Adipose-derived stem cells (ASCs) taken from the same patients years apart maintained their numbers and ability to differentiate, suggesting that age does not significantly affect the quality of ASCs.
Lauren E. Kokai, PhD, et al, from the University of Pittsburgh, performed a comparative analysis of stromal vascular fraction (SFV) of lipoaspirate taken from three patients—each of whom had tissue cryopreserved several years earlier. This frozen tissue was used for comparison to new lipoaspirate removed 7 to 12 years after the first procedure. Subject 1, a female, underwent tissue collection at 17 and 24 years of age; Subject 2, a male, at 21 and 29 years of age; and subject 3, also a male, at 72 and 84 years of age.
The researchers thawed the cryobanked tissue and assessed it for yield, viability and cellular composition. They further evaluated ASC proliferation and efficiency of tri-lineage differentiation. Outcomes were compared to newly harvested tissue from the same subjects. There was no significant difference in cell yield and SVF subpopulation composition within the same subject between procedures, nor was any change in proliferation rates of cultured ASC observed.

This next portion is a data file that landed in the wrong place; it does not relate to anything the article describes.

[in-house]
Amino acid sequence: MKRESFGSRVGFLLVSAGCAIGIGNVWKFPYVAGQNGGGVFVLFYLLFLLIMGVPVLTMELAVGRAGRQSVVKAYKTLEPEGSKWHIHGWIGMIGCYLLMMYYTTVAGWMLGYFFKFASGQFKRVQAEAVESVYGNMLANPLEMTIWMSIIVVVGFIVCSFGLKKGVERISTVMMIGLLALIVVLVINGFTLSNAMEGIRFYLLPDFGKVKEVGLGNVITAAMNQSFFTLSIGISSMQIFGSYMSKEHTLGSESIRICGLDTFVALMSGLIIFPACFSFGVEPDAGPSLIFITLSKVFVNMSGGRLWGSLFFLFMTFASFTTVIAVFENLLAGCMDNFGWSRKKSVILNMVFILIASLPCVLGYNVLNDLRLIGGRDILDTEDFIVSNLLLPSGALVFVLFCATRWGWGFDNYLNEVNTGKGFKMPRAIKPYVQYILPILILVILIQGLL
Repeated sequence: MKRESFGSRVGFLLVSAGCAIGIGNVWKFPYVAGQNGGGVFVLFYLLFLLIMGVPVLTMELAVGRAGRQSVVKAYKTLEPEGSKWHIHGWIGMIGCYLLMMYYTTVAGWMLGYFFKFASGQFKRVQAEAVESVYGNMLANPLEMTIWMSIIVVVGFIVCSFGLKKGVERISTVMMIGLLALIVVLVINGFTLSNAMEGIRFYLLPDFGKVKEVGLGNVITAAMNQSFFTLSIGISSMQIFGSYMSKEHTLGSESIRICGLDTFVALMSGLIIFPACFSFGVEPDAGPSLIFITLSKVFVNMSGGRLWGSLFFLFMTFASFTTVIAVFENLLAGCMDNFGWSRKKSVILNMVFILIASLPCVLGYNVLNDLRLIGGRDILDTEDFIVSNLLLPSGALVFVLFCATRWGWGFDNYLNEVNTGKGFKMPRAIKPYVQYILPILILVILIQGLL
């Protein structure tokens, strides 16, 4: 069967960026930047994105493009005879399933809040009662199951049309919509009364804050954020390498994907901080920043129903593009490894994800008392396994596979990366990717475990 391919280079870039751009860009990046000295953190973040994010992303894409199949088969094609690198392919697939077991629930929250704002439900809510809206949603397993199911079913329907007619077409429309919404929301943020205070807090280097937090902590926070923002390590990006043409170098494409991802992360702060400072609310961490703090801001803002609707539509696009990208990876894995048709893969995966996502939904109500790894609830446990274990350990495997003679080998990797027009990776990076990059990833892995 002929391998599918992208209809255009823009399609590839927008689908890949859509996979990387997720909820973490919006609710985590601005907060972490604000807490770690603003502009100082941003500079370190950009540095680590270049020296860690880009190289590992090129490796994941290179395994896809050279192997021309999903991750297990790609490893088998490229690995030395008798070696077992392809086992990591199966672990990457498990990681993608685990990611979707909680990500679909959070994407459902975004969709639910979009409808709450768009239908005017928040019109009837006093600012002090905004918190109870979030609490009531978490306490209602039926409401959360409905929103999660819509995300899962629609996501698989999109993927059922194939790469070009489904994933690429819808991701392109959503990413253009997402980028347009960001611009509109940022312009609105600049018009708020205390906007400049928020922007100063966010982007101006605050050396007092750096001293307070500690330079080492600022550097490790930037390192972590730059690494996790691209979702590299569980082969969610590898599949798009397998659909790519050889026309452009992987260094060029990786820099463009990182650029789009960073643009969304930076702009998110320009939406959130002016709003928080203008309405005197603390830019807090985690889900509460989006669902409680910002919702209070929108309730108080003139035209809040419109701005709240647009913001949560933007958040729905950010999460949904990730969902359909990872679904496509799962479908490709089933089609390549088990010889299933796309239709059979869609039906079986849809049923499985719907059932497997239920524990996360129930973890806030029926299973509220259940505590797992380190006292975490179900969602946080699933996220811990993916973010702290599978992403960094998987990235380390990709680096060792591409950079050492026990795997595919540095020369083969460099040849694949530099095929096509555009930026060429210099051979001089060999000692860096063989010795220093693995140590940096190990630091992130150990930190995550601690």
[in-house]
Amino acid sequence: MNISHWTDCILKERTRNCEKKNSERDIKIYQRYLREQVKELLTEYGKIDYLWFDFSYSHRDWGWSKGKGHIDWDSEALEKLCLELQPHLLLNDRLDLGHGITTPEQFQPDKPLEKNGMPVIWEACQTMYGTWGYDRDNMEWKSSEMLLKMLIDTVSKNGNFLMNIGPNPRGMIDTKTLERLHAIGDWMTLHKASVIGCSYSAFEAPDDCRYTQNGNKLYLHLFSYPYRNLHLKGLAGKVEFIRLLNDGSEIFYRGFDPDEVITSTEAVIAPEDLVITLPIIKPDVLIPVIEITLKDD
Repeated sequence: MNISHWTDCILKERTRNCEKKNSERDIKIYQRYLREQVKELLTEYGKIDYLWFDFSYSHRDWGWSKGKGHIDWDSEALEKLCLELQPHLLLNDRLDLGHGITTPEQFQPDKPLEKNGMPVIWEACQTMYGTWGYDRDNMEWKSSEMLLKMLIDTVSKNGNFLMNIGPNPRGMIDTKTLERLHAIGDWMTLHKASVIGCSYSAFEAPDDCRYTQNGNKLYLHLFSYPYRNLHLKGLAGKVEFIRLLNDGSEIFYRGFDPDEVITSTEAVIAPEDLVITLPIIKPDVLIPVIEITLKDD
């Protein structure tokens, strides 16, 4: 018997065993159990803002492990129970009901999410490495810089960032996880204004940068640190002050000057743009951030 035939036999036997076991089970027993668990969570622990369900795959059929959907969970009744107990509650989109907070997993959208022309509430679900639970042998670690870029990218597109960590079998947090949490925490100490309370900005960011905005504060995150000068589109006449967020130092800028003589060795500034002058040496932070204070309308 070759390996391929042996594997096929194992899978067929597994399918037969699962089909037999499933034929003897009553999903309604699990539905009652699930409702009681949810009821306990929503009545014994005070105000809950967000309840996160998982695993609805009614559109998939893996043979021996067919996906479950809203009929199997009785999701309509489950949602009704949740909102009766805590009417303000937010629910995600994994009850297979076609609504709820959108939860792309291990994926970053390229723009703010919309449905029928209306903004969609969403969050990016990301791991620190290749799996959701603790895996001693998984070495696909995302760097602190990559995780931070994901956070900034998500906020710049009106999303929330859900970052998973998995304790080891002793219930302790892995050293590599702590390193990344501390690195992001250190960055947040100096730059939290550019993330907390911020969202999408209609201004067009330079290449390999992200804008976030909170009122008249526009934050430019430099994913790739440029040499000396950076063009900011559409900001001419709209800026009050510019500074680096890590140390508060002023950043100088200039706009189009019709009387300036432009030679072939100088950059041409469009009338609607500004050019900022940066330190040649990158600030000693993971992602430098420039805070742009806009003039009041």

They concluded,“... that despite the natural human aging process, the prevalence and functional activity of ASCs in an adult mesenchymal stem cell is highly preserved."
Commentary by Dre Irizarry, MD, Michael T. Longaker, MD, MBA, and Derrick C. Wan, MD, that accompanied the study—published in Aesthetic Surgery (April 2017)—noted that the frozen cells were not evaluated at baseline prior to cryopreservation. Therefore, it is difficult to determine whether cell function was preserved with age or if the frozen cells may have been affected by long-term cryopreservation.
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